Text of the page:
How to Win Your Life
Break subconscious blocks so you can accomplish anything
There’s nothing more aggravating than when one of your life patterns pops up out of nowhere and ruins the day, week, or month. You know, that one thing that seems to happen far too often.
Take Sally, for instance. Sally keeps finding herself being left by romantic partners. She’s done so much inner work and is a bombshell- she’d almost pay to date herself- but she keeps finding herself dumped when everything seems to be going great. Mr. Right always leaves out of the blue, and she’s left to eat Ben & Jerry’s alone on a Friday.
Sally’s father left her before Sally knew her own name. Her subconscious story is that people she loves always leave her, even if she did nothing wrong. The burn might always sting, but she doesn’t have to let it define her forever.
You subconscious only knows what you know. It has a great way of burying pieces of your identity so deep within that you might think you’ve moved past the trauma, but it still affects you.
Sally knows she’s a great partner, but her subconscious still hangs on to her identity of being abandoned, so it continues to serve her abandonment.
The events of your story can’t change, but how you identify with them can change. The first step to belief change-work is making peace with your story (and possibly people involved) and no longer feeling victimized. The second step is to re-frame the pieces of your story that no longer serve you.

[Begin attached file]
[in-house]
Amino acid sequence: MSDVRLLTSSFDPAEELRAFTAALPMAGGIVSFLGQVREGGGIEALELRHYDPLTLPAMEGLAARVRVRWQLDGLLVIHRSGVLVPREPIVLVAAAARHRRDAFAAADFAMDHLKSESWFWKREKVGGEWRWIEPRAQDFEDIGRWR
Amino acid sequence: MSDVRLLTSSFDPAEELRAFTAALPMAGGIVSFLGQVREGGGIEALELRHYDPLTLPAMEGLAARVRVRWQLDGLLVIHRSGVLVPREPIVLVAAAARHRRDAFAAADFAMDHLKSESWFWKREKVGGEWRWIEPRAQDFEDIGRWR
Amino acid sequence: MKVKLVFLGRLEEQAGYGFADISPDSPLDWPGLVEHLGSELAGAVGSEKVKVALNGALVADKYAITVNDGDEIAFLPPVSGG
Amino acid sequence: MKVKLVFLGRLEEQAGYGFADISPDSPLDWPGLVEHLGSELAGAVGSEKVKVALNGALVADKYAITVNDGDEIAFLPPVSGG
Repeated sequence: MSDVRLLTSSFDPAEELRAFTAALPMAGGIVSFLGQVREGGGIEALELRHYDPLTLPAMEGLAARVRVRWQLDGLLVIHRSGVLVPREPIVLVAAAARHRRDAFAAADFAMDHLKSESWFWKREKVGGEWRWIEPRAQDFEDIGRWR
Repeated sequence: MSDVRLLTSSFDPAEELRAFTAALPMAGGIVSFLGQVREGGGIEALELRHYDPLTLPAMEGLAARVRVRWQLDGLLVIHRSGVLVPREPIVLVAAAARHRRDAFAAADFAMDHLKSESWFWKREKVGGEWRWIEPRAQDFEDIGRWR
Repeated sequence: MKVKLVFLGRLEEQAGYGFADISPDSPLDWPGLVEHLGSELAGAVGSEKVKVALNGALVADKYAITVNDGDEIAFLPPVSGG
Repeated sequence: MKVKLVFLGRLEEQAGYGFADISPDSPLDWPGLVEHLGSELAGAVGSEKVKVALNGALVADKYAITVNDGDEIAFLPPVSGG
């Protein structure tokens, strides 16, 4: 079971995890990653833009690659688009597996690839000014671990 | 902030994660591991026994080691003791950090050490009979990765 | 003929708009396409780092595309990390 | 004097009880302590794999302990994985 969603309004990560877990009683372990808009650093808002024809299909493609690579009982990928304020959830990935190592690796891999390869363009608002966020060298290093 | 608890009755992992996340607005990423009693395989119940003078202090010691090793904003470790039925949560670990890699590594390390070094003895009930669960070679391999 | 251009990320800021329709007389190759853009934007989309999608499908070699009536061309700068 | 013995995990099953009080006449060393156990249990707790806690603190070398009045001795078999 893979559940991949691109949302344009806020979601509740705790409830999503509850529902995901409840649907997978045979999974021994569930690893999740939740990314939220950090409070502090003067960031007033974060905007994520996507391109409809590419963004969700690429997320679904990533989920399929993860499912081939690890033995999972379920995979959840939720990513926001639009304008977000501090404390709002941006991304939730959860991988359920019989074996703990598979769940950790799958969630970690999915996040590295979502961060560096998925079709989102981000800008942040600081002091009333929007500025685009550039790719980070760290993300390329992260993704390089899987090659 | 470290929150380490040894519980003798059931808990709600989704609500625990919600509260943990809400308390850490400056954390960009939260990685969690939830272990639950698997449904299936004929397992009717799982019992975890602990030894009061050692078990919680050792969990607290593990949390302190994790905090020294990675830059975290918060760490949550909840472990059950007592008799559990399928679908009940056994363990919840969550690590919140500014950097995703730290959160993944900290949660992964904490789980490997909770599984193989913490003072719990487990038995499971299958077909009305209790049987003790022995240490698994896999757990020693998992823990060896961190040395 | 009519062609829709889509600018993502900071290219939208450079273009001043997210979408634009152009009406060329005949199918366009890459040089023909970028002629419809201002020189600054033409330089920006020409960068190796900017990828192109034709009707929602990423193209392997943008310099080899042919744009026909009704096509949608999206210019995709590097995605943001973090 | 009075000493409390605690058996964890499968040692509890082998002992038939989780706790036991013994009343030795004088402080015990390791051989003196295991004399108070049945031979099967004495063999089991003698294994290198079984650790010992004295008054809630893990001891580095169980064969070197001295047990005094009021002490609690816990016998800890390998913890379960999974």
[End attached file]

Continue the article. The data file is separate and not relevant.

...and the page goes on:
Belief change-work is a tool that many life coaches use to transform their client’s identity to one that empowers and uplifts the client so that they can accomplish things that seemed impossible before. If you grew up thinking “money doesn’t grow on trees,” you probably assume money is hard to make and you’ll never be a millionaire. Transforming that belief can open you to a world of abundance. You can turn limiting beliefs into beliefs that bring limitless possibilities.
This is Sally’s re-framing:
My abandonment led me to be an independent badass who is always there for and loves me. Romantic partners are attracted to my strength and they love being around me. I receive the same love from others that I give to myself.
Set an intention around your re-frame. Sally intends that she no longer subconsciously invites in people who will leave her out of nowhere.
Maybe you’re always getting into minor accidents (and did as a child, too). A possible re-frame is that those accidents helped you become a warrior who can handle physical and mental pain, with the intention that your accidents have served their purpose and you now go weeks without cutting a finger during meal prep.
What is a piece of your story that still shows up unwanted today. How can you re-frame that story to make it more empowering? What intention will you set around your new frame of mind?